This year, the Sluggers program has five teams playing, almost 60 kids – a number Abbas said is the largest in the program’s history.

Abbas coaches one of the groups and Jeff Mathisen is coaching another 12U squad, which is comprised of athletes between the ages of 11-and-12-year olds.

Since these teams are a mix of ages, due to a smaller amount of players in a specific age bracket, the baseball players are combined onto teams, so Abbas said it is harder for the program as they are typically younger than any other team, no matter the age group.

The goal for some might be to win this weekend, but Abbas said that for others, it would be an opportunity to compete with a team that is better – doing this makes players better and the wins will come down the road after the hard work and knowledge have become a part of each player and team.

Regardless of any competitive balances, the Sluggers program preaches the fundamentals of the game.

“You have to play up to the oldest kid on your team,” Abbas said. “On any day, any number of the kids can step up and do great things. We have kids new to this brand of baseball and some who have been playing a while. Each team is trying to improve each game, each inning.”

The Slugger program is a travel option available, much like high school, just at an earlier age to try an educate the kids on the game sooner.

“This way when they are in high school, the first Sluggers kids are now seniors for T-Dub,” Abbas said. “They can do less basic teaching on how to play and play a better – a more intelligent brand of baseball.” Abbas sees growth in the youth players each week they play, which bodes well for the future in kind of a domino effect ranging from athletics, academics and community pride.

“When a kid is successful on the field, it may trigger other good things in their life and that makes our community a lot stronger,” Abbas said. “When a kid succeeds or works through a challenge their future becomes a bit brighter – it doesn’t matter if it is on the field or classroom. We all win.”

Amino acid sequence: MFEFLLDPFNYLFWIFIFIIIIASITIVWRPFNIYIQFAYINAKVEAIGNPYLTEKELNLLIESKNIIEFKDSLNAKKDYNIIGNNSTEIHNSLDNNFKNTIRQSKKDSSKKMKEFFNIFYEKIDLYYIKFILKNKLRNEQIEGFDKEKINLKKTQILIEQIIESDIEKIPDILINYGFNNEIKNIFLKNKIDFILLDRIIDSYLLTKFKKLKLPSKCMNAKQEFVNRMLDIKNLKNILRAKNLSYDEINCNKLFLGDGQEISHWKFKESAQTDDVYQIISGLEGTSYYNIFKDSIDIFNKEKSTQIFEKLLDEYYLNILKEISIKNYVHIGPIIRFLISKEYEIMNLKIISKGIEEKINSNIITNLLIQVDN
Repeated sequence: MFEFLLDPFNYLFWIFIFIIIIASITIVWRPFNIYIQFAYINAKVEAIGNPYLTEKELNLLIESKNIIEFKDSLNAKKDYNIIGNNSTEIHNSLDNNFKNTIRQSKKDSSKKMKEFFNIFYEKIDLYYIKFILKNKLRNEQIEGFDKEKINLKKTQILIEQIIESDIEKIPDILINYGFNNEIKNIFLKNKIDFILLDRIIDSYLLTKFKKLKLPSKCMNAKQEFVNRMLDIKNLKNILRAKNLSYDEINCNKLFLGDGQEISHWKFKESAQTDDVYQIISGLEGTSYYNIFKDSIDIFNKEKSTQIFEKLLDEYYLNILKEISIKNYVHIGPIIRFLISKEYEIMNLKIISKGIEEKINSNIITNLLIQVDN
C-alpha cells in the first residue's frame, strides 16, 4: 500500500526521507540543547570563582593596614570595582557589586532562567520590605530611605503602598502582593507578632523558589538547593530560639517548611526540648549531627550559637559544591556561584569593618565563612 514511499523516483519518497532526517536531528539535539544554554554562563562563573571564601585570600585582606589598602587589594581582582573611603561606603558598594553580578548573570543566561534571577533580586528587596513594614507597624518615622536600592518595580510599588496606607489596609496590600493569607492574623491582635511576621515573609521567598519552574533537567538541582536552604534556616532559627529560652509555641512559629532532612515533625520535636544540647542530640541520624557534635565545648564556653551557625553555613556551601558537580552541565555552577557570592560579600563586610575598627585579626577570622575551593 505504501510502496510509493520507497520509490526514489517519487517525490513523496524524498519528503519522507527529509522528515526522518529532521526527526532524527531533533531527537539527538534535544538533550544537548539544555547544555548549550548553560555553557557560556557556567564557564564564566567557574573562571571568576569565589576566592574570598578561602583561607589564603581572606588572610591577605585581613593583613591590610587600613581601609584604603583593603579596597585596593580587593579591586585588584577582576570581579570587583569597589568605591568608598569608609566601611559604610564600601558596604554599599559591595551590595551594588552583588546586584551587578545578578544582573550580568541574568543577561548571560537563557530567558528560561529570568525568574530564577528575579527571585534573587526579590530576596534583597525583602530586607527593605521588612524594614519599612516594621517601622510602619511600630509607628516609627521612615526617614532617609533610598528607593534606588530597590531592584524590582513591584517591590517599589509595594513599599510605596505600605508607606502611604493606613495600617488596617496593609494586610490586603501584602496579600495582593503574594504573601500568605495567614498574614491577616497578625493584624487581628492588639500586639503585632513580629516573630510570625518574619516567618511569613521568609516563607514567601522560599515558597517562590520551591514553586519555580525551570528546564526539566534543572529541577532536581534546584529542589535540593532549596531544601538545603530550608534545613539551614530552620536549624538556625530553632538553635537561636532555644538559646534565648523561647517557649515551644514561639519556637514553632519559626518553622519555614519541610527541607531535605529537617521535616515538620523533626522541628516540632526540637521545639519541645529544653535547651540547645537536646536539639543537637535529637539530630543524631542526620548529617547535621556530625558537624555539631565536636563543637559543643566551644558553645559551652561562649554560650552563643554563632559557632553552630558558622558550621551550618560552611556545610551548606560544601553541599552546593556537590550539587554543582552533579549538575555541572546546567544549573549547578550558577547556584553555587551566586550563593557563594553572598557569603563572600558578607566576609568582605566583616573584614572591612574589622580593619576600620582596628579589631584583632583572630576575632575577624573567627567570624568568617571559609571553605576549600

After this tournament, the 10U Sluggers are welcoming in seven out-of-town teams next weekend.

With recent little league and Babe Ruth regional tournaments, state tournaments, multi-team softball tournaments and other events on the docket, Abbas said it adds revenue and an element of tourism for visiting families alike.

There are typically 10-12 kids on each squad, who each bring one or two adults with them.

“So over the next two weekends, we will bring about 30 people per team to town, roughly 450 people staying, eating, buying fuel and other services,” Abbas said. “That will have a positive impact on the community, all due to a great group of parents who have their kids playing travel baseball.”

It has been a collaborative effort from everyone involved, whether it is through supportive families and friends along with generous businesses and dedicated coaches.

He extended an invitation to former players and their parents to assist in field, concession and officiating duties for the weekend.

Abbas said it would be a worthwhile stroll down memory lane.

“We have a great group of kids and parents at the three age groups this year,” Abbas said. “We have already been successful this year before we ever took the field – our kids are having fun learning the game of baseball.”